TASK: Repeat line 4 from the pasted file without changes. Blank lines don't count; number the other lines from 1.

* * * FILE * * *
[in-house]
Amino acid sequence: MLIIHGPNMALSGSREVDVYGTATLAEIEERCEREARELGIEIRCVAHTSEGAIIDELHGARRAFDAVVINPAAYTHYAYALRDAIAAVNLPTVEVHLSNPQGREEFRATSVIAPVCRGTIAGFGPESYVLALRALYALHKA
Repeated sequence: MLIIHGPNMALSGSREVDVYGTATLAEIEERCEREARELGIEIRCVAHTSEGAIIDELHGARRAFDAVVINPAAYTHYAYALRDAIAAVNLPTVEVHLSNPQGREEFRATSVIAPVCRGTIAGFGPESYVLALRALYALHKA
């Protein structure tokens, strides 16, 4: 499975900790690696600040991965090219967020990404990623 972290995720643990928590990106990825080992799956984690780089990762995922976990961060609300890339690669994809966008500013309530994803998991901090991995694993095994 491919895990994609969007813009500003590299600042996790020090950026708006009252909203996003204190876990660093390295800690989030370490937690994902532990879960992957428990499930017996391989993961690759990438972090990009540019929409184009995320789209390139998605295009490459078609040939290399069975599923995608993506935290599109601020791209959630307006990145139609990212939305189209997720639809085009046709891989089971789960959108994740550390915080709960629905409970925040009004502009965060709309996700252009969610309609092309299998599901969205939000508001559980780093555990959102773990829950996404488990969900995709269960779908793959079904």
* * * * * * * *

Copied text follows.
């Protein structure tokens, strides 16, 4: 499975900790690696600040991965090219967020990404990623 972290995720643990928590990106990825080992799956984690780089990762995922976990961060609300890339690669994809966008500013309530994803998991901090991995694993095994 491919895990994609969007813009500003590299600042996790020090950026708006009252909203996003204190876990660093390295800690989030370490937690994902532990879960992957428990499930017996391989993961690759990438972090990009540019929409184009995320789209390139998605295009490459078609040939290399069975599923995608993506935290599109601020791209959630307006990145139609990212939305189209997720639809085009046709891989089971789960959108994740550390915080709960629905409970925040009004502009965060709309996700252009969610309609092309299998599901969205939000508001559980780093555990959102773990829950996404488990969900995709269960779908793959079904």